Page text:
Operations illustration Operations theory

Customer satisfaction

Customer satisfaction refers to the extent to which customers are happy with the products and services provided by a business. Customer satisfaction levels can be measured using survey techniques and questionnaires.

Gaining high levels of customer satisfaction is very important to a business because satisfied customers are most likely to be loyal and to make repeat orders and to use a wide range of services offered by a business.

Customer focused

Studies carried out by companies like Argos and Cadburys have found very high levels of customer satisfaction. It is not surprising because these companies emphasise market research and marketing as the tools to find out what customers want. Knowing what your customer wants then makes it possible to tailor everything you do to pleasing the customers e.g. providing the goods that customers want, in the packaging that they want, in retail outlets which are convenient to use and well placed.

There are many factors which lead to high levels of customer satisfaction including:

  • Products and services which are customer focused and thence provide high levels of value for money.
  • Customer service giving personal attention to the needs of individual customers.
  • After sales service - following up the original purchase with after sales support such as maintenance and updating (for example in the updating of computer packages).

What is clear about customer satisfaction is that customers are most likely to appreciate the goods and services that they buy if they are made to feel special. This occurs when they feel that the goods and services that they buy have been specially produced for them or for people like them. This relates to a wide range of products such as razors that are designed for ease of use and good quality finish, petrol products that are environmentally friendly and customised to meet the needs of particular types of engines, etc.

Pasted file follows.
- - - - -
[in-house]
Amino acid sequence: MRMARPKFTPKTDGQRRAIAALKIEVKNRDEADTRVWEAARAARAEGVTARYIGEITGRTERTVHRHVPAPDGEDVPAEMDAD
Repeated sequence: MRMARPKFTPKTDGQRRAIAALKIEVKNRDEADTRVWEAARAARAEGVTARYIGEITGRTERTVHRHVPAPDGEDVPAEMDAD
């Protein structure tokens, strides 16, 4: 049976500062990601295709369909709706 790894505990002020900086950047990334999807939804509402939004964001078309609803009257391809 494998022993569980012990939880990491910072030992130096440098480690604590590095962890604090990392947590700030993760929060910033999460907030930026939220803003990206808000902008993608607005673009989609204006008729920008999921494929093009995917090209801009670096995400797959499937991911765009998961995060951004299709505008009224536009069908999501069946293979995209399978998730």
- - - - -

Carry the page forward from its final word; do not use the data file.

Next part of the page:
Supporting Documents

These downloads will help to put operations theory into context using real world examples from real businesses.

The use of the marketing mix in product launch
NIVEA  logo

Learn how NIVEA used operations theory to thrive in the manufacturing industry by downloading our premium case study.

Using the marketing mix to drive change
Parcelforce Worldwide logo

Find out how Parcelforce Worldwide used operations theory to succeed in the logistics industry by downloading our premium case study.

Meeting customers' needs in growth markets - online gaming
BT logo

Discover how BT used operations theory to prosper in the telecommunications industry by downloading our premium case study.

Re-focussing a company's culture and marketing mix
Argos logo

Discover how Argos used operations theory to prosper in the retail industry by downloading our premium case study.

Leading a revolution in banking
Intelligent finance logo

Learn how Intelligent finance applied operations theory to succeed in the financial services industry by downloading our premium case study.

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